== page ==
In Search [Episode 49]: Grabbing Hold of Your Online Reputation with SEO
November 26, 2019 |
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Summary of Episode 49: How to Leverage SEO for Online Reputation Management
The great Ari Roth
of Five Blocks
joins us to talk about crafting your online reputation from an SEO perspective!
- How to maintain control of your brand’s narrative using Search
- Using the SERP to manifest your brand positively
- Handling inaccuracies that impact your brand’s identity when they appear within a Google property
Plus, is Google evil? The Wall Street Journal seemingly thinks so! We pick apart their article and the industry’s peculiar response to it!
Is Google Evil? When SEO Conspiracies Go too Far [00:03:13 - 00:17:35]
During episode 48 of the podcast, Mordy said he will talk about the Wall Street Journal’s take on Google
, but as time went on he felt like covering it in-depth would be old news. That was until Barry Schwartz went ahead and wrote what Mordy thought was an objectively wonderful rebuttal of the Wall Street Journal’s take on SEO
… and all hell broke loose.
So let’s get into some of the things the Wall Street Journal (WSJ) proposed to be Google truth:
Google favors big brands because they buy ads
Manual changes made by Googlers is some sort of editing free for all
The blacklisting of sites actually happens
Here are Mordy’s issues with the piece itself: First, they mention their research consists of 17 searches. Really? According to Mordy, he did 1700 searches last week! (An obvious, yet oddly believable, exaggeration.) Secondly, there’s a whole bunch of complaining in the piece about Google editing out offensive nonsense in the Autocomplete and how Google creates manual adjustments to the search results, etc. As Mordy put it on Twitter, "I don't get their point on "censorship": If your 11-year old kid searched from Biden or Trump for a project, would you want them to see "is a moron, is a putz..." despite your political leanings wouldn't you want your 11-year old to see facts?” Do you really want kids seeing totally inappropriate things in the Autocomplete?
Moving on to Google’s supposed big brand preference.... The WSJ claimed that eBay suffers and Amazon wins on the SERP because Amazon spends more on ads. First off, Mordy remembers a study he did on a Google update at the behest of some people in e-commerce to see what sites were impacted and in that study, eBay won big and Amazon lost some nice rankings.
But what really is killing Mordy is the Amazon thing. Do you know how much Google invests in its SERP features and Google Shopping just to grab a user and pull them away from Amazon? Does the WSJ actually believe that Google will purposely give Amazon better rankings? Amazon is Google’s biggest threat! Google literally revamped its product Knowledge Panel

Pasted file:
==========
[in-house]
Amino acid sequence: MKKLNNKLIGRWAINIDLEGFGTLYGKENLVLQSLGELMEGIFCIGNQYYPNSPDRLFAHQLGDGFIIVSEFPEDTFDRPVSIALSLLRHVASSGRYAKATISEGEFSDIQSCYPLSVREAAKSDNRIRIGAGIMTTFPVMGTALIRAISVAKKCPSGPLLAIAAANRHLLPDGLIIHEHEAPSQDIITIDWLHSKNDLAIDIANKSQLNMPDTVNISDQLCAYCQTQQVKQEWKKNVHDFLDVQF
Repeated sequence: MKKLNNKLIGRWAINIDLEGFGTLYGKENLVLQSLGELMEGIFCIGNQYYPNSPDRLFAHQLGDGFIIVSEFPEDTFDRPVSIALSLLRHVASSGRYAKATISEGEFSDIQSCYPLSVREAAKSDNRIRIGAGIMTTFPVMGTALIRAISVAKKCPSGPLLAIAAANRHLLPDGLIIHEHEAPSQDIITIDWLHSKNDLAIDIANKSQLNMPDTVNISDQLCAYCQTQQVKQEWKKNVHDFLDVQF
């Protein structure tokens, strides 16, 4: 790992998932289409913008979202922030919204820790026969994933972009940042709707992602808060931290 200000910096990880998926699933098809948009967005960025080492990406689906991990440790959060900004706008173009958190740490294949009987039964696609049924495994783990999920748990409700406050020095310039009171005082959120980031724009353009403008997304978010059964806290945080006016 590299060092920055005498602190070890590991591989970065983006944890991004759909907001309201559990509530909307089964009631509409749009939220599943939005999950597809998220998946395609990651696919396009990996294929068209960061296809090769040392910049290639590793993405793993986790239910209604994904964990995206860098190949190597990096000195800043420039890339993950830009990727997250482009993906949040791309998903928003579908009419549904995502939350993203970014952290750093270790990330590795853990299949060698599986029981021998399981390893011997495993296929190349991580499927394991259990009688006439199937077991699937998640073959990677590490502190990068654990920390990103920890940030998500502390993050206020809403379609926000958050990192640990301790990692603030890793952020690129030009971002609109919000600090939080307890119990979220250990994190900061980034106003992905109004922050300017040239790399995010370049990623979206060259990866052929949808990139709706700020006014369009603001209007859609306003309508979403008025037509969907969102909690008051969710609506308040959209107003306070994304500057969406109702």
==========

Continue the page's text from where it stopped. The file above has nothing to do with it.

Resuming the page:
into a commerce supercenter just to get folks to consider its own Shopping programs over Amazon!
What’s really confusing to Mordy is the supposed injustice when preferring a big brand. Fun fact, everyone loves big brands! When you need a heart transplant do you go to some mom and pop hospital or one of the top hospitals in the country? Mordy’s wife had her thyroid removed due to thyroid cancer at Johns Hopkins in Baltimore! And you know what Mordy didn’t say? "Well, I might seem biased towards big brands so I’ll take my wife to a no-name hospital.”
Think of any store chain. Mordy remembers as a kid there was this chain called Midas where you got your muffler and your brakes fixed and people liked going there because they trusted them. They would say to themselves, "It’s a brand, they won’t cheat me. They have no reason to. They’re a big brand. They’re reputable.”
So when the writers of the WSJ prefer a big brand in their personal life, no problemo, but when Google does it, oh no! They can’t do that. Google can’t view big brands as being authoritative. Google should say no to CNN, no to ABC News, no to CBS... Google should instead favor the Middle-of-Nowhere Times
over the NY Times because Google must be fair and unbiased. Of course, the WSJ, being a major publication (aka a big brand) would not like that very much!
And if all this wasn’t enough, Barry Schwartz, the darling of the SEO world, the only good human being left among us, wrote a very well done rebuttal...and the SEO world lost its mind with it. There was nonsense out there like, "Isn’t Danny Sullivan a part-owner of Search Engine Land and he works for Google? Therefore, Barry your piece is a lie!” Even if it’s true that Danny Sullivan still has a stake in SEL… it’s Barry Schwartz we’re talking about. Do you really think they bought Barry off, compromised his integrity, and forced him to put out a sham?
The best were the folks who were like, "Yeah what the WSJ said was true. Evil empire this, evil empire that.” What was true was the WSJ didn’t say anything of substance, they just made a ton of accusations based on some things some people who we don’t know said. And that was Barry’s point. He was like, "Okay, you can think it’s true, but my point is that the WSJ has no proof.”